European cinema chain Vue will be ready to open its doors in the U.K. on July 4, with a steady supply of library films such as “Star Wars: The Empire Strikes Back” and early Christopher Nolan movies such as “Inception” — all in the run-up to the July 31 release of “Tenet.”
Rather than cause further headaches for Vue — one of Europe’s most prominent cinema operators — Warner Bros.’ two-week delay of Nolan’s feverishly anticipated cinema-saver “Tenet” has instead provided some security for the business, Vue boss Tim Richards tells Variety.
“Everyone was waiting for final confirmation before going final final with their own release plans, so it was not a surprise at all that there was a delay,” says Richards, noting the original date being discussed for “Tenet” was, in fact, August 7.
“July 31 now feels like a firm day and there are marketing commitments being made. Once that was actually locked down, we saw all the other studios adapt. Before, when you were looking at the period between [July] and Christmas, there were little holes and gaps. Now, we’re seeing movies that have got breathing space right through until Christmas.”
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Richards says Vue is ready to reopen by the government’s July 4 target — ahead of Cineworld and Picturehouse cinemas, which revealed Tuesday that they would open July 10 in the U.S. and U.K.
It was announced in May that cinemas would be among the last businesses to open, as part of the government’s final ‘Stage Three’ wave of reopenings across the U.K. Variety understands that this date, which is now almost two weeks away, remains unchanged.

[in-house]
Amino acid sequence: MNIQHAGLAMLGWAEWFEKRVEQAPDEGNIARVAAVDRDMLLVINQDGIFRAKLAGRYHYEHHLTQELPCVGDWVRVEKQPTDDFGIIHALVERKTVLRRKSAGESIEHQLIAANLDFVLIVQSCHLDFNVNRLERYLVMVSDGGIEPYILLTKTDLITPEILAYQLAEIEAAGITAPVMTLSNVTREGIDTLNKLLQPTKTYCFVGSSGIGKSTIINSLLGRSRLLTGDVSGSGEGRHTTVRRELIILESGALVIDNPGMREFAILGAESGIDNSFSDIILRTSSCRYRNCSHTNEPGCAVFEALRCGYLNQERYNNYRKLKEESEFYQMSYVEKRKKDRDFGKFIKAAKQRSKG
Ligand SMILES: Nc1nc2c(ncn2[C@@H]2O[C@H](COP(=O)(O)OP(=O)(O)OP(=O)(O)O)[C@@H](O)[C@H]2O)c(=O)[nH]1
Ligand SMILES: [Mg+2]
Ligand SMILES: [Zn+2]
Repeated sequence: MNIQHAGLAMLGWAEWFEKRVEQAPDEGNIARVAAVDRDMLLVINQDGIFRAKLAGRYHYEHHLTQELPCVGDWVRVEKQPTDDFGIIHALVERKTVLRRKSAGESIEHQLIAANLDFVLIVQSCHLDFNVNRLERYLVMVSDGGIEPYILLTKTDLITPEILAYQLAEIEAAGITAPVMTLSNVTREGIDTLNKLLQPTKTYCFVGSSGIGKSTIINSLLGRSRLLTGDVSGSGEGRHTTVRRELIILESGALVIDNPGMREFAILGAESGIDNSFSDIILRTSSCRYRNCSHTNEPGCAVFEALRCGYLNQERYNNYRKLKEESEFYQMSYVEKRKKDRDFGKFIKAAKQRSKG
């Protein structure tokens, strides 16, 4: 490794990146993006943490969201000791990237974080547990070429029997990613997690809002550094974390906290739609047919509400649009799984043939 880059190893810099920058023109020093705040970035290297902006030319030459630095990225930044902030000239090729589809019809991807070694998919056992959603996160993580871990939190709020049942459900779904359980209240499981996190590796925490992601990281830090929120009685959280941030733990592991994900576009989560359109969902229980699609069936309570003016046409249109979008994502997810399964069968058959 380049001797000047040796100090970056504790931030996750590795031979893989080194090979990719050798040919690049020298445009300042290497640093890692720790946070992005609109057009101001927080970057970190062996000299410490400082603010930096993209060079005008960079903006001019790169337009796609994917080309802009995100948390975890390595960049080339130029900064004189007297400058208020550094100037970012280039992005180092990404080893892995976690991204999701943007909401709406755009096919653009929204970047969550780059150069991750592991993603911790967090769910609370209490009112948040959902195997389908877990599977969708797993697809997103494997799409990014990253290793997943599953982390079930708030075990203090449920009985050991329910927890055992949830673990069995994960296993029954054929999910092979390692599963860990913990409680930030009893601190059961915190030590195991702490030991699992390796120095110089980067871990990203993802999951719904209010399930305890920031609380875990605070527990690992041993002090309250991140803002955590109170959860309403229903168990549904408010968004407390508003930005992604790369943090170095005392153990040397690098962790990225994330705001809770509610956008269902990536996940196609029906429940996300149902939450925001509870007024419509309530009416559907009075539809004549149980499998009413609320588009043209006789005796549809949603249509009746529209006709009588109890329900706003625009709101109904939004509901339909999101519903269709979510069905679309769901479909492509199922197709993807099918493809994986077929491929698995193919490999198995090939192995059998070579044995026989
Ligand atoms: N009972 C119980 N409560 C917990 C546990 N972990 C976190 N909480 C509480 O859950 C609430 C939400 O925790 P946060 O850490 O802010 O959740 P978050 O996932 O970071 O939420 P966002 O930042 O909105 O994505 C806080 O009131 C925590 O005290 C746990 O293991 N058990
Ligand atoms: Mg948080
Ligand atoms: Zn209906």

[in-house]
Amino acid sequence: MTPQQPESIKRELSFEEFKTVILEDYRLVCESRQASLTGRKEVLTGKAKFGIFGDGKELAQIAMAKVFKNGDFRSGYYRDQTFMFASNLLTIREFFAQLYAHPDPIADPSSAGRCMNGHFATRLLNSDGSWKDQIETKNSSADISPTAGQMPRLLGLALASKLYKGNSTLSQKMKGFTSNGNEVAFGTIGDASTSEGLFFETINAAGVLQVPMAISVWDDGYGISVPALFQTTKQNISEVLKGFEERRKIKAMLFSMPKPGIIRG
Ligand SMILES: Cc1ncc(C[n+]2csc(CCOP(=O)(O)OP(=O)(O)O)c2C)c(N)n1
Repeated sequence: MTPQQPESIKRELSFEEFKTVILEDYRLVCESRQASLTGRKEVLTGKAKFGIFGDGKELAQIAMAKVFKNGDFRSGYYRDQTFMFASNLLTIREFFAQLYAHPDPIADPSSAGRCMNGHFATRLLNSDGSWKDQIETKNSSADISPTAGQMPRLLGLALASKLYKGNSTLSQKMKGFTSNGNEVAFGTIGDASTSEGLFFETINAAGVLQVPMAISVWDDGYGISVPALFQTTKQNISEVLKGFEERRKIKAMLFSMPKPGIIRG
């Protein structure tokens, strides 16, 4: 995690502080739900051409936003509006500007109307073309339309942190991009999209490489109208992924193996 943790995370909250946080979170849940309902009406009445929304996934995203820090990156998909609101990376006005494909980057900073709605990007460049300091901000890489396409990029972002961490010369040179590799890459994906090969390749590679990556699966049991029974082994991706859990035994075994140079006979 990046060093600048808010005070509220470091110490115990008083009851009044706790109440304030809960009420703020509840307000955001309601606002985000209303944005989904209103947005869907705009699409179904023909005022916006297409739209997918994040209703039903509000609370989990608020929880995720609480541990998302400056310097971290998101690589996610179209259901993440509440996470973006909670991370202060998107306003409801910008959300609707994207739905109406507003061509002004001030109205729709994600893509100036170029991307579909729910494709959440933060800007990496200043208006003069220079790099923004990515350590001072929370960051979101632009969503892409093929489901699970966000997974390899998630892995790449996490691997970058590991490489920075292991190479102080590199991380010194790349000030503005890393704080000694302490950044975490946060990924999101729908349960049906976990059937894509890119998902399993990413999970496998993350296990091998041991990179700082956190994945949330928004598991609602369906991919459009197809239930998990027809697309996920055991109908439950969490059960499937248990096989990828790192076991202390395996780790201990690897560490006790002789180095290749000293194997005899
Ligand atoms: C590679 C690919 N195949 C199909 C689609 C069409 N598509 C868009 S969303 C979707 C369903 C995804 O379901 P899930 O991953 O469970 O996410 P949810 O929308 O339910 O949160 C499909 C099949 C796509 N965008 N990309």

When Vue does open its doors, its offerings will include the 1980 “Star Wars” film and Nolan’s “Inception,” which will mark the film’s 10th anniversary.
Vue, which has already reopened around 41 cinemas in Europe — including all screens in Denmark and the Netherlands and half of its sites in Germany — has seen “big demand” for early Nolan titles. Richards reckons that films such as “Little Women” may end up doing pre-COVID-19 numbers in markets such as Denmark.
“Tenet,” however, will be key in attracting much-desired repeat audiences to the cinema. Not that there won’t be other family-friendly fare to bolster the release. The Russell Crowe-fronted “Unhinged” will come out on July 10 (international release dates are yet to be finalized but could fall on July 17), followed by “Mulan” on July 24. Meanwhile, Paramount’s “The SpongeBob Movie: Sponge on the Run,” will launch alongside “Tenet” on July 31.
“We’re going to be doing similar levels of box office to pre-COVID-19. We’re just going to be doing them in a very different way,” says Richard.
“We’re going to be playing movies longer, and there’s going to be a considerable amount of time shifting where customers who may be part of flexible working arrangements — or those who may just be concerned about going to a busy cinema on a Friday night — are going to go and watch ‘Tenet’ on a Tuesday afternoon because they can, and they want to see the movie.”
Time-shifted schedules could be a “big win” for the chain, which is expecting a more even distribution of audiences across the week, which will also alleviate some pressure on the staffing side.
Vue is bringing 5,000 staff out of the government’s furlough program in anticipation of its July opening. Around 80% of its cinemas — roughly 72 of its 91 venues — will reopen.
The business will take the learnings from its single Taiwan cinema, which has remained open throughout the pandemic with safeguards in place, and apply them to its operations in the U.K., which is in the process of rolling out guidelines for the exhibition industry.
Variety understands from numerous sources that COVID-19 guidance has been finalized, and is now awaiting government approval. Guidance for drive-in cinemas was issued on Monday.
Richards, who is part of an exhibition taskforce advising the Department of Digital, Culture, Media and Sport, says the government’s ongoing review of the mandatory two-meter social distancing requirement will be a significant boost for business. “We have a viable business at 1.5 meters. At two meters, it’s very difficult,” he says.
“Our expectations right now are that [the requirement is] absolutely going to fall before we open,” says Richards.